* leak may be incorrect.  3rd party accessory manufactured based on leak may not actually work correctly or fit. Consumer buying said accessory ahead of release in order to have it when the new Apple product arrives at their door has a piece of useless 3rd party junk.  

    * Apple may decide not to announce leaked product or hold it back for more work and consumers who pushed off buying something they needed in anticipation of the newer one now are SOL.  

    There are probably a dozen more obvious harms that you could come up with with a half hour of thought.  

    There are also advantages consumers gain by leaks, such  as, if the leak is correct, advance knowledge that may help them make a "better" decision on a coming purchase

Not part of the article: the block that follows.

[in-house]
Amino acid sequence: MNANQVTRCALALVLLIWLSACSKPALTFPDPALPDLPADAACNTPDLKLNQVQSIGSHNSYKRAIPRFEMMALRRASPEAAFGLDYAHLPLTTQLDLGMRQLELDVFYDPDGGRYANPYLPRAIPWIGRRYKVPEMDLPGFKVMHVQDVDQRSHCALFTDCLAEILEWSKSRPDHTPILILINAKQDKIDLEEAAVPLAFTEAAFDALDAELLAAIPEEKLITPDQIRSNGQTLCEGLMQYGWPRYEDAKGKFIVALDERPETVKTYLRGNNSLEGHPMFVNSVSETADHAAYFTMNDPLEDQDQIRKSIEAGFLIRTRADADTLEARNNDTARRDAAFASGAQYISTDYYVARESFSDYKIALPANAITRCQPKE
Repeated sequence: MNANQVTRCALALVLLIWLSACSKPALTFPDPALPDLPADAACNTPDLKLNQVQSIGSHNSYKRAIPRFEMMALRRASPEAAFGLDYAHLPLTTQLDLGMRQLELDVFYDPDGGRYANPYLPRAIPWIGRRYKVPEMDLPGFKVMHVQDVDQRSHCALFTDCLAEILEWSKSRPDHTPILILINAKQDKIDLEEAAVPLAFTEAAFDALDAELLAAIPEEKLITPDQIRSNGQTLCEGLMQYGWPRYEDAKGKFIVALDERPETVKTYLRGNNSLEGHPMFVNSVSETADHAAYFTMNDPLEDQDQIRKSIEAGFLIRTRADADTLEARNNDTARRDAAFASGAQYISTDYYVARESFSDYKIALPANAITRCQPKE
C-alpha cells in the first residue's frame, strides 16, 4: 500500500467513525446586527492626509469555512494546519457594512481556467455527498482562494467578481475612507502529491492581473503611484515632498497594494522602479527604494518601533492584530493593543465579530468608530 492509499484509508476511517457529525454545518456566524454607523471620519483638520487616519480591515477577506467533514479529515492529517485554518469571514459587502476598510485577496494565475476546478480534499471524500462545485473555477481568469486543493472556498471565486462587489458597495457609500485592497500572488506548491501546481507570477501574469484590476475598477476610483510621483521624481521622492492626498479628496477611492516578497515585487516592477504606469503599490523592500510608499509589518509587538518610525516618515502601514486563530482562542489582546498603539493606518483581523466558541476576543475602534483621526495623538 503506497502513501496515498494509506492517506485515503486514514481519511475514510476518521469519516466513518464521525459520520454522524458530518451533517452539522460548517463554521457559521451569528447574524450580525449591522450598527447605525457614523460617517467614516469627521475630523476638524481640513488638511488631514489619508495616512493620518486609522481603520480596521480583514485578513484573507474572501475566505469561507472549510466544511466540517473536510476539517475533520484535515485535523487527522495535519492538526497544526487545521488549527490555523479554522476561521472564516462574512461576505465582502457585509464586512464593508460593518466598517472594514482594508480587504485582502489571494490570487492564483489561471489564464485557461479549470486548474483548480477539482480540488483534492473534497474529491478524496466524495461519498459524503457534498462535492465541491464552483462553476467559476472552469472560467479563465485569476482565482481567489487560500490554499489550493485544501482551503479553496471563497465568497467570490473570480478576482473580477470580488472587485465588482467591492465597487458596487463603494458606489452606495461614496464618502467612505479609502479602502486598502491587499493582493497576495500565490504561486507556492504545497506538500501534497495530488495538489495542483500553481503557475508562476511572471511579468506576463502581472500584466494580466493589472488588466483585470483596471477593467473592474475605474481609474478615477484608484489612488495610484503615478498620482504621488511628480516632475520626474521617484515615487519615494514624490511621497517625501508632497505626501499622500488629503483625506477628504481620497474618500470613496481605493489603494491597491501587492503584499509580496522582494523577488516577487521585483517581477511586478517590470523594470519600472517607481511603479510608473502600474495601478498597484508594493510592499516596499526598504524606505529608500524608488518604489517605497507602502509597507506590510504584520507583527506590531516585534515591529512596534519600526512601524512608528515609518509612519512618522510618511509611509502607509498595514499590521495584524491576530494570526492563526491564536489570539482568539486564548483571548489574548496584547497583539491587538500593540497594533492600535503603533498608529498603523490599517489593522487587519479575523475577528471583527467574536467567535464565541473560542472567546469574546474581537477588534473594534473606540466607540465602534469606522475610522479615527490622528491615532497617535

You listed 3 bullet points.  All three are the exact same thing worded differently.  The "harm" you've repeated is someone may regret a buying decision.  That's it.  That isn't a harm to consumers and it isn't a consequence of leaks.  It's a consequence of everyday buying.  Every product we buy -especially tech- has the same frame trap: buy current or wait to buy future new.  Going even further down the tech rabbit hole you get the ones like me who debate on buying current or waiting to buy gen 2 (where they work the kinks out of gen 1).  In none of those instances is there a harm to consumers.